Design a Useful (and Simple) Bench? Why a huge front vise?

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Forum topic by curliejones posted 05-02-2012 11:47 AM 4573 views 0 times favorited 4 replies Add to Favorites Watch
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178 posts in 2260 days

05-02-2012 11:47 AM

I’ve been studying benches for some time now and sure, they are beautiful. Perhaps if I’d been struggling with hand tools I’d see the wisdom in a top shelf (just kidding, nobody can hardly move these with 3” thick tops let alone put them atop a shelf) hardwood workbench. One of the most appealing to me so far is Ian Kirby’s approach where he incorporates a couple of stops into the top rather than clamp two ends or sides into a bench top. He gives his reasons re: his methods which make plenty of sense to me. With all the pictures I’ve seen of benches and huge vises, I have only seen one pic where there is actually a short board clamped into the front vise to hand cut dovetails. If I’m going to spend as much on a vise as most of the bench, I want to know more about how to use the front vise. I see the practicality of a front leg vise easily. But a vise mounted to the front edge of a workbench top, hhmmmm? I understand that some vises have a pop-up dog that’s to be used in conjunction with dogs in the bench top and other vises are often faced with thick hardwood with dog holes in the front face, together serving to hold a project to the benchtop. Can’t a couple of C-clamps or hand screws hold the work down as well? Not as sexy, I know, but practical! Please, please, I want to build a bench and have a few years before I have regrets (and build another). I use power tools and think I will for some time. I understand about massive – good idea no matter what. I see the wisdom in a front leg vise. But the huge front and tail vises – are they simply convenient. And how does a front vise help hold a project to the workbench very well when it is not centered or recessed into the bench a foot or so? Are we going to buy a forty pound vise for the front when we only really use the pop up dog to hold a project to the bench top? Can anyone refer me to pictures showing the “joy” of a good front vise before I undertake this bench-building project? Is it all about building using hand tools? I’m not a complete novice, although my questions seem to indicate that. I designed and built a fine home from mostly re-purposed lumber. Nice cabinets and furniture, using inexpensive power tools. The simplicity of Ian Kirby’s original and simple workbenches really intrigue me. THANK, LJs!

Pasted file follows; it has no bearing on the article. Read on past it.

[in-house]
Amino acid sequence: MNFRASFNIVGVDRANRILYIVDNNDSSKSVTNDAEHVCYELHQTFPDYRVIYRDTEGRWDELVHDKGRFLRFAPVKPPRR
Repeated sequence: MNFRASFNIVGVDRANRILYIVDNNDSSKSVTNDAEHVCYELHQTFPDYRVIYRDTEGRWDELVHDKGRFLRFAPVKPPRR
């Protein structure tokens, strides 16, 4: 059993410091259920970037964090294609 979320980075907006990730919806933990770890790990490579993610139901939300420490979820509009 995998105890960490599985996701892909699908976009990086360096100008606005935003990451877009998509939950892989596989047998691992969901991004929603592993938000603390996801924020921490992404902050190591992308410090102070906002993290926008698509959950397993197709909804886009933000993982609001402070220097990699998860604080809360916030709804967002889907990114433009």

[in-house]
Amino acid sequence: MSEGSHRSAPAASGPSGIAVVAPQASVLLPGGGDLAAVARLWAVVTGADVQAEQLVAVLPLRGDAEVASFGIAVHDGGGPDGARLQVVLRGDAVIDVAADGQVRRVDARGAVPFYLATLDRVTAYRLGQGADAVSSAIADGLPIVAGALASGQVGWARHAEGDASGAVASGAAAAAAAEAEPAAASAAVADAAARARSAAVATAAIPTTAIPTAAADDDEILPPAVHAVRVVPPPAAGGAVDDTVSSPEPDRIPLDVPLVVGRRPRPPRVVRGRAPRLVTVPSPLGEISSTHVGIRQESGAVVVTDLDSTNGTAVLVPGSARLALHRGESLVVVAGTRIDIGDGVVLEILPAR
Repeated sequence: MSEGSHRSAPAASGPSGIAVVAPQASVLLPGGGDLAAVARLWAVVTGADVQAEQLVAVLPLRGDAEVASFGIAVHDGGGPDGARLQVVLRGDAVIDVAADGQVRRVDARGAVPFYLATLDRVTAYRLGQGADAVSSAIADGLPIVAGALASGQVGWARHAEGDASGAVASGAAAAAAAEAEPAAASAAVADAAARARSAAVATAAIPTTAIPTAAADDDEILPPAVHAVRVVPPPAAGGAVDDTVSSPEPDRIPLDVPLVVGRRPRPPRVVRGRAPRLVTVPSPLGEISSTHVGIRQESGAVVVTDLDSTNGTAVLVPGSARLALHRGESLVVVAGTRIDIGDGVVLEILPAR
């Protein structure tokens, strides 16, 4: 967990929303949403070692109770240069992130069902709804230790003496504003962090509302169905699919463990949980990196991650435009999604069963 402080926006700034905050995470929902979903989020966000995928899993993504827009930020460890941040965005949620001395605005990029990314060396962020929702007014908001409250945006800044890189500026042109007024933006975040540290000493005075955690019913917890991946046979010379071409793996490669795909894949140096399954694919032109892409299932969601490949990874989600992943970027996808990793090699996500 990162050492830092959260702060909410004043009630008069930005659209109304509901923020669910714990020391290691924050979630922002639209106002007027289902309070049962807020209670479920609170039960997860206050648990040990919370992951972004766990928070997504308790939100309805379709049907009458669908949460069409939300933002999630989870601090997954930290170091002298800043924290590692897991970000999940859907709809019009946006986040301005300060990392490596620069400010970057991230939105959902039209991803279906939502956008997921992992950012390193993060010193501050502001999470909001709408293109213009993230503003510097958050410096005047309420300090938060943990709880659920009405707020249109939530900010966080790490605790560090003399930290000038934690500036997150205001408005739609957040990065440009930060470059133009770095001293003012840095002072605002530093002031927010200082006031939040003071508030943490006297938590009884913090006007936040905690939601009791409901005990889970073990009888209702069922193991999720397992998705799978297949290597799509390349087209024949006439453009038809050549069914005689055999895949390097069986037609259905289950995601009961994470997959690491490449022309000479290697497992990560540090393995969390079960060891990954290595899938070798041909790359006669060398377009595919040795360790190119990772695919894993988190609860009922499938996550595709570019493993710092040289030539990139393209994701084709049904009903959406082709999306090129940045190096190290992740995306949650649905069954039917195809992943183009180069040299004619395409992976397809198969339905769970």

-- Like Guy Clark sez - "Sometimes I use my head, Sometimes I get a bigger hammer"

4 replies so far

View David Kirtley's profile

David Kirtley

1286 posts in 2992 days

#1 posted 05-02-2012 01:30 PM

The main purpose of the front vise is to hold workpieces perpendicular to the bench. This would be for things like dovetailing, cutting tenons, resawing small pieces.